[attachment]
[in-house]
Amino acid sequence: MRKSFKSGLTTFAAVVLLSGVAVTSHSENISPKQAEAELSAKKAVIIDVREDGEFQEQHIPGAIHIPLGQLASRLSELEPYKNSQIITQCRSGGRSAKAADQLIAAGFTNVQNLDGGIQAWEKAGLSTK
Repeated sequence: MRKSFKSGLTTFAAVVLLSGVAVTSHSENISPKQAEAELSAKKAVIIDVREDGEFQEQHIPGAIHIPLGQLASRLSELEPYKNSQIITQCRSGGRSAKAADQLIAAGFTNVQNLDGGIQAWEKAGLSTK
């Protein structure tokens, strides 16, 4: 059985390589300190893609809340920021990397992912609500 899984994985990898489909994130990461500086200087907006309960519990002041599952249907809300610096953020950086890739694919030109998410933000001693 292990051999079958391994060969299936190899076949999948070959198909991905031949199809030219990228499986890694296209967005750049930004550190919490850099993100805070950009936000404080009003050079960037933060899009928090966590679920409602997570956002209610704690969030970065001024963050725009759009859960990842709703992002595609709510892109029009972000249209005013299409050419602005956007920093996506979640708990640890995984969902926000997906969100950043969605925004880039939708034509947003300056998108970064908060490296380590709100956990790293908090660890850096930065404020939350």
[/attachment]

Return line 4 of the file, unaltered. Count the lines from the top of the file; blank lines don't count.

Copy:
């Protein structure tokens, strides 16, 4: 059985390589300190893609809340920021990397992912609500 899984994985990898489909994130990461500086200087907006309960519990002041599952249907809300610096953020950086890739694919030109998410933000001693 292990051999079958391994060969299936190899076949999948070959198909991905031949199809030219990228499986890694296209967005750049930004550190919490850099993100805070950009936000404080009003050079960037933060899009928090966590679920409602997570956002209610704690969030970065001024963050725009759009859960990842709703992002595609709510892109029009972000249209005013299409050419602005956007920093996506979640708990640890995984969902926000997906969100950043969605925004880039939708034509947003300056998108970064908060490296380590709100956990790293908090660890850096930065404020939350």